One of the things I try to do on a semi-regular basis, as a writer, is to read. This is, of course, a commonly-mentioned "thing you should do," but sometimes, in the limited hours and burning desire to finish what I'm writing instead of taking time away to "just read," I let myself off the hook. So yesterday afternoon, I dragged out our stack of Cricket Magazine back issues and had Michael bookmark some of his favorite stories from them while I checked out some non-fiction articles I've been meaning to read.
The non-fiction articles were on the subject of plot structure. When I first started writing, I struggled, HARD, with plot structure. As in, it was a familiar phrase but it didn't really mean anything to me. What was it? How did I use it? I mean, yeah... rising action, climax, falling action, denouement, yadda yadda yadda. But it didn't MEAN anything to me. So I spent a lot of time reading about structure and how to use it to shape a story. Which means that, at this point, I am pretty well read on plot structure. And part of my process for writing any story is to sit down and sketch out a structure for that story, to make myself think the story through enough to find all the necessary bits and pieces that will make it a story and not just a collection of cool imagery and/or dialogue.
I hadn't done that yet for "The Blue Wall," not in any concrete form, partly because I was still waiting to see if the Muse had anything new to add to the mix. So of course, as I was reading the articles, which covered information I already know even if I don't think specifically about it in those terms, the Muse inspired me to scribble down a plot structure diagram for "The Blue Wall" based on a slightly-different paradigm than the one I normally use. (But also very similar to the one I use. We did a "new" one for Crowmaker, too, and found that it matched up very nicely to the structure I already have in place for it. Which perhaps means I'm on the right track there.) I didn't get the plot structure for "The Blue Wall" in its entirety, but it gave me enough that I could feel the Muse in the background fiddling with the pieces.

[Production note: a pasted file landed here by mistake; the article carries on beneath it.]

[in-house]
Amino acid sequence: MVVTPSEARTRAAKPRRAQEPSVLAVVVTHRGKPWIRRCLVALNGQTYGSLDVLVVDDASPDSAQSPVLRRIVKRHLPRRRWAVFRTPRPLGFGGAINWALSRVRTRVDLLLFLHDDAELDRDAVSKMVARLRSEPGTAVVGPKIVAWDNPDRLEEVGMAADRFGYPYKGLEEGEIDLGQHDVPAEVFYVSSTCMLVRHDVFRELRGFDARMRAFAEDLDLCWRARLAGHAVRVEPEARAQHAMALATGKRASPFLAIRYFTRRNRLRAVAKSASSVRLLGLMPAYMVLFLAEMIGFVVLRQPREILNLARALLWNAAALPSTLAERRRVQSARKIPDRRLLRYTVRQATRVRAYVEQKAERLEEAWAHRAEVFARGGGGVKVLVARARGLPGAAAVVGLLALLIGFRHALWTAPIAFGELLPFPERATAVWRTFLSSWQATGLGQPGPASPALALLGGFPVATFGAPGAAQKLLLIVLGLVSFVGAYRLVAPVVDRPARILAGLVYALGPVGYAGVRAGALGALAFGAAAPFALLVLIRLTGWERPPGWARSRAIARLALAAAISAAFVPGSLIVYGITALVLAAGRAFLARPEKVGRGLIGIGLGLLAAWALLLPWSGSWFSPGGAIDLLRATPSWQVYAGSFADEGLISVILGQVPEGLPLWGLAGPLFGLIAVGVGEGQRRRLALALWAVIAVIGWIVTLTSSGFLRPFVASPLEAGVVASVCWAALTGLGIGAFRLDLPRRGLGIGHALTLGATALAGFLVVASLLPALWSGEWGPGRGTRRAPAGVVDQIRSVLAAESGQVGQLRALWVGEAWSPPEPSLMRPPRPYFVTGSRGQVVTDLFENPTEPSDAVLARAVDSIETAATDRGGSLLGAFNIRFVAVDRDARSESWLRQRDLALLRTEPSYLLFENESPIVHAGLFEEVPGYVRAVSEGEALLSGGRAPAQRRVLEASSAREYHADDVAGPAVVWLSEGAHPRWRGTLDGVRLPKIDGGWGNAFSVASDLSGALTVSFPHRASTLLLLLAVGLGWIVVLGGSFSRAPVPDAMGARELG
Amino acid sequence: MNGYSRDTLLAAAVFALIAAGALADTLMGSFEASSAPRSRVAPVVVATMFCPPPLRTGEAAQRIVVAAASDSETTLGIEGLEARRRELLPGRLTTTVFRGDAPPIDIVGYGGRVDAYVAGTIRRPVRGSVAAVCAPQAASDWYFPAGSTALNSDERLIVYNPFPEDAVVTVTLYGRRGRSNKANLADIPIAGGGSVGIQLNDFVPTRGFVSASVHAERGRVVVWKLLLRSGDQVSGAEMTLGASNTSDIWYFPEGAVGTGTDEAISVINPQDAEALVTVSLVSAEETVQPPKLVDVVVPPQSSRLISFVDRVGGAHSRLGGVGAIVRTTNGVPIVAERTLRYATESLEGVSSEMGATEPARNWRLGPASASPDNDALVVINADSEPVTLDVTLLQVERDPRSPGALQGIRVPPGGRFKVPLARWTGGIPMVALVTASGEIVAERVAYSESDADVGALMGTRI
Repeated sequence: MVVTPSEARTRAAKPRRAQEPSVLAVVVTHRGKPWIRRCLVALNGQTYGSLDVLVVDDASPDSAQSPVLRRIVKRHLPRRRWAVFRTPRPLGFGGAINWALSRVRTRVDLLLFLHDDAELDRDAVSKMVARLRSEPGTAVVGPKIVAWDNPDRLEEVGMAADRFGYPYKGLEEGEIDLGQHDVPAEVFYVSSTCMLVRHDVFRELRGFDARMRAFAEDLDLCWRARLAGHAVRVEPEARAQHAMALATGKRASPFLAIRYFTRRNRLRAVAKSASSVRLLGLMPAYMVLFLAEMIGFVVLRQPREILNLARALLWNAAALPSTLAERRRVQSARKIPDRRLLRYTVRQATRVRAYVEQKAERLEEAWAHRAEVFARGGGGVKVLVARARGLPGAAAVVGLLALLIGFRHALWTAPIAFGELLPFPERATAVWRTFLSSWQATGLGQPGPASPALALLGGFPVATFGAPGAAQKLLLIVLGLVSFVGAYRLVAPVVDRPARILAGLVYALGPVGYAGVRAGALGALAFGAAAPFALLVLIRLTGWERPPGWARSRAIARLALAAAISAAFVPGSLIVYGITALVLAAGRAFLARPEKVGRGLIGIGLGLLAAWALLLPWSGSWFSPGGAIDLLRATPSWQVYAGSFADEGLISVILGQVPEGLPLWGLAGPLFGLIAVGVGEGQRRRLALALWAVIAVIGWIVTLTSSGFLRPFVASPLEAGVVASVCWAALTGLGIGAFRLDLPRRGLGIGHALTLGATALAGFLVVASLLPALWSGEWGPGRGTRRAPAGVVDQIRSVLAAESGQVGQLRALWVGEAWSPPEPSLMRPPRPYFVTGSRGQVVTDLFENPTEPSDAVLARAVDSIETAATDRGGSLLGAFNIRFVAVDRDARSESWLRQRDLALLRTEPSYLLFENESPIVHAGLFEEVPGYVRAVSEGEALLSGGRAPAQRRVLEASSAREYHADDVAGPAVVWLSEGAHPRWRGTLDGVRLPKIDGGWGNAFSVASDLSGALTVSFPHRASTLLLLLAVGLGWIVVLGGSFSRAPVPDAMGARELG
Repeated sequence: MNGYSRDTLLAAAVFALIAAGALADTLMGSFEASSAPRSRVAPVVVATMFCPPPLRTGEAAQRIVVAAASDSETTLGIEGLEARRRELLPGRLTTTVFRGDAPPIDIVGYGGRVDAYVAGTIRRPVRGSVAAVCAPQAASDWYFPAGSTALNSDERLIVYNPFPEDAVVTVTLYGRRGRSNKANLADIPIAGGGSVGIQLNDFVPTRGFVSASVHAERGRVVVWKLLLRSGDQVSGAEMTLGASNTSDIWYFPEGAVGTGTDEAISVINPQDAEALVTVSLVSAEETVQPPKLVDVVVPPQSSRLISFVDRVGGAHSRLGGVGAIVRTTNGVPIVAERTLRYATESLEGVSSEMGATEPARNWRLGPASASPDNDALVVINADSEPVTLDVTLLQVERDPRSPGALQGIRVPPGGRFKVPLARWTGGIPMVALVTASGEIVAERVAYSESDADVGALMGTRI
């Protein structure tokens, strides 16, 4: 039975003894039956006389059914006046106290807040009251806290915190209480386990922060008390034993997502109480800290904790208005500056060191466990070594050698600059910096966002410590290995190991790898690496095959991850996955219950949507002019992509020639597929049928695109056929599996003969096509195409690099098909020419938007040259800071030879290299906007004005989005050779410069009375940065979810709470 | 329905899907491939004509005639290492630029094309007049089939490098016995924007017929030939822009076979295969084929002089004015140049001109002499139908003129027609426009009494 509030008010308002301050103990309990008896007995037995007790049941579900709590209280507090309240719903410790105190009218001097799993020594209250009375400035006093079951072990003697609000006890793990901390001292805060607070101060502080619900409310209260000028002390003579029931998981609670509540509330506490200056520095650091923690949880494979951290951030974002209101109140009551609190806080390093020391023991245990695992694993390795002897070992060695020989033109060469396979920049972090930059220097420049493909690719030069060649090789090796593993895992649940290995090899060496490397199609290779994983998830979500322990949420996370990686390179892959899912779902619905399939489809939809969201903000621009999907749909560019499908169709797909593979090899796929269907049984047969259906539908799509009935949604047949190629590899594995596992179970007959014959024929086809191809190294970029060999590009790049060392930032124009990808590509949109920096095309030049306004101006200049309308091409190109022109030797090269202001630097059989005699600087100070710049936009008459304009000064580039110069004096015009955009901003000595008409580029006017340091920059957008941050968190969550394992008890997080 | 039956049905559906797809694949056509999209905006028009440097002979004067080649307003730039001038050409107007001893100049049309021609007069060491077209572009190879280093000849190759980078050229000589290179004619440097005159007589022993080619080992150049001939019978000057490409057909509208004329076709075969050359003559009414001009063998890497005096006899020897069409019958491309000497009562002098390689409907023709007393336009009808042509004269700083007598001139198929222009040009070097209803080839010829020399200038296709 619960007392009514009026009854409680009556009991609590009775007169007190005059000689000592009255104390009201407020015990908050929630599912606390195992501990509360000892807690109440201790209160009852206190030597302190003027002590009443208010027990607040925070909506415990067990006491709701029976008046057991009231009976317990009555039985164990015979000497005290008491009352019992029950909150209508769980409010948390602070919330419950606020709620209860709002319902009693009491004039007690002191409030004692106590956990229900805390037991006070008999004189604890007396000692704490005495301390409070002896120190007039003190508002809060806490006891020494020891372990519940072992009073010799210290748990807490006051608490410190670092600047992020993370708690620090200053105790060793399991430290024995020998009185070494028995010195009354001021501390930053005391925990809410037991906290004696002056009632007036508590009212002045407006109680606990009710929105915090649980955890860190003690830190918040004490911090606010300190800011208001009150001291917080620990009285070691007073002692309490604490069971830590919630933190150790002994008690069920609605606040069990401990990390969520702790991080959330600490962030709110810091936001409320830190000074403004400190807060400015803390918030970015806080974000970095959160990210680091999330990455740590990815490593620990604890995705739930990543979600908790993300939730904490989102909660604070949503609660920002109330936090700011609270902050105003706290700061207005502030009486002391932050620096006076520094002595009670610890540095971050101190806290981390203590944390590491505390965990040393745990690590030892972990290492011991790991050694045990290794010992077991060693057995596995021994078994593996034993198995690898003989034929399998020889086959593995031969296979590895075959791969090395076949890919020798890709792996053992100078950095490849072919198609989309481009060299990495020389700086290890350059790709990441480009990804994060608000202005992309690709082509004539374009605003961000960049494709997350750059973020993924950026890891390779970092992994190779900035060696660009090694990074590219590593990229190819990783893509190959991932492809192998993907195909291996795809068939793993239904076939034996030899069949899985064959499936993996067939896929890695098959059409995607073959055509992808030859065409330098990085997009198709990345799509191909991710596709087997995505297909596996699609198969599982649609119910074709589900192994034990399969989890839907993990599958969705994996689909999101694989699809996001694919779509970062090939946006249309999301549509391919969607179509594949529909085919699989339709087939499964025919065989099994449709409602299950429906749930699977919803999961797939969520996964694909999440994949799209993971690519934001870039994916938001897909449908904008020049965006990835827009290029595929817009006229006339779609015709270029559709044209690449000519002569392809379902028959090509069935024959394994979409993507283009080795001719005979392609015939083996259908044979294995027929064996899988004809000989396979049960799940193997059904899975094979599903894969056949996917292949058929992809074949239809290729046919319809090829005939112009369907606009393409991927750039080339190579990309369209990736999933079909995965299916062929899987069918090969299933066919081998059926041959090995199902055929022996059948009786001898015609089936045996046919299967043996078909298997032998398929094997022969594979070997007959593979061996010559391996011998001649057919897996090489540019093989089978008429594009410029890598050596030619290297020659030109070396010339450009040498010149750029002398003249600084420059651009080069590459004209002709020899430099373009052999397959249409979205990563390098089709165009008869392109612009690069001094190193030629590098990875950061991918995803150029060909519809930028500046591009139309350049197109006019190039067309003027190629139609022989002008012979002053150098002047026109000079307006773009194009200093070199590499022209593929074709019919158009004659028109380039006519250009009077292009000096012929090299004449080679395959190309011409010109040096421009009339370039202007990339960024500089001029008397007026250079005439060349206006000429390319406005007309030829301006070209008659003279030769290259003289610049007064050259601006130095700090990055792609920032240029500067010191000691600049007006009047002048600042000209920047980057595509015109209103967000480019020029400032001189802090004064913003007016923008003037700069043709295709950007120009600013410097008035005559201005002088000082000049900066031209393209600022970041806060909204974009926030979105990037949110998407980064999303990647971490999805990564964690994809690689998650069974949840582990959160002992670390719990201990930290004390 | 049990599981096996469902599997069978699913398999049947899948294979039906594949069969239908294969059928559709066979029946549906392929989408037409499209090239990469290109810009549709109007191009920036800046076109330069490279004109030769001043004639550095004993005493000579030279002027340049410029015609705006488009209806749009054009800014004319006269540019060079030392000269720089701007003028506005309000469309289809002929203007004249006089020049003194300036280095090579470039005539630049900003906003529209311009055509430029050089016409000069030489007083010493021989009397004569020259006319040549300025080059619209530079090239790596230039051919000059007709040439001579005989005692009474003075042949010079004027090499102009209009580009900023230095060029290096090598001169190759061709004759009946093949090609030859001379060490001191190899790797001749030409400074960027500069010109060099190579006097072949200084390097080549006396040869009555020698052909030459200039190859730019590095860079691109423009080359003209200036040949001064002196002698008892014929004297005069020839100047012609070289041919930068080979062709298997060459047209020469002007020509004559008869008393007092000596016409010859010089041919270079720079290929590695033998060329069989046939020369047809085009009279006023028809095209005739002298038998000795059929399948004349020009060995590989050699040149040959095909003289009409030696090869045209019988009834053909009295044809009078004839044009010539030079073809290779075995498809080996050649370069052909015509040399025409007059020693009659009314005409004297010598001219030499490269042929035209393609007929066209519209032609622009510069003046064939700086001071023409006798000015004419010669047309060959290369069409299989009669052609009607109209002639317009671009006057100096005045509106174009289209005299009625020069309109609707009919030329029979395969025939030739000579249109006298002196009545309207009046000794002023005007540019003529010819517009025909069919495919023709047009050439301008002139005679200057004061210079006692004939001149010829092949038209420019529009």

At which point I took the stack of Cricket Magazines Michael had bookmarked for me and sat on the back deck in the awesome mild weather and read through the stories he'd picked out. Not all of them are the types of stories I would choose to write, although some were. But in reading the stories other people have written, I get the chance to both consciously pick apart how they did it and to subconsciously absorb the rhythm and flavor and feel of the stories--and I think, sometimes, that the subconscious portion of that process is just as important if not more so.
I jotted down a few more points on my diagram for "The Blue Wall" last night, in the midst of doing other things. And this morning I went to it first and jotted down a few more things. I discovered that the physical location of the story is right, but that the time period was wrong. I did additional research to get a grip on the setting and to inspire some additional details. And the Muse smiled and handed me a couple of complete passages to add to the existing rough draft, including one that contains echoes of the entire story's theme and gave me shivers.
All in all, a good day at the office. If I could manage to make a living at this, I would never, ever need to retire.